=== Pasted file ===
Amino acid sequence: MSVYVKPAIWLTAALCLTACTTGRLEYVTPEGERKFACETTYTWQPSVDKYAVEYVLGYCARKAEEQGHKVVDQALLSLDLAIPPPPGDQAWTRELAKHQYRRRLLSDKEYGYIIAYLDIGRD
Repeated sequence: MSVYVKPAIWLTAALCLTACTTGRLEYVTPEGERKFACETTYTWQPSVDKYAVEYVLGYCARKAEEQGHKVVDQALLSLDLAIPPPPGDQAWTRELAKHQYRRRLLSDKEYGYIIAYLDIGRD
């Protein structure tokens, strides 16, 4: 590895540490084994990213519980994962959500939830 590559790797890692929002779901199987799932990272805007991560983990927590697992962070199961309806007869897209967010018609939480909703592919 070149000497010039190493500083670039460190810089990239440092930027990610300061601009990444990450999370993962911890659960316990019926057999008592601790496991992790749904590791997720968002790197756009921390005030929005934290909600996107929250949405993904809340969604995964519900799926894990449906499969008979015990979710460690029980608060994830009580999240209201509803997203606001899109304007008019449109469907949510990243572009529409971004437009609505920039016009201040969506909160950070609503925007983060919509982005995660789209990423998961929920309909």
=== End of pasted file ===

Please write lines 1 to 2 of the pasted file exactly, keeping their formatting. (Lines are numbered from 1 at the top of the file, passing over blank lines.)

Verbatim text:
Amino acid sequence: MSVYVKPAIWLTAALCLTACTTGRLEYVTPEGERKFACETTYTWQPSVDKYAVEYVLGYCARKAEEQGHKVVDQALLSLDLAIPPPPGDQAWTRELAKHQYRRRLLSDKEYGYIIAYLDIGRD
Repeated sequence: MSVYVKPAIWLTAALCLTACTTGRLEYVTPEGERKFACETTYTWQPSVDKYAVEYVLGYCARKAEEQGHKVVDQALLSLDLAIPPPPGDQAWTRELAKHQYRRRLLSDKEYGYIIAYLDIGRD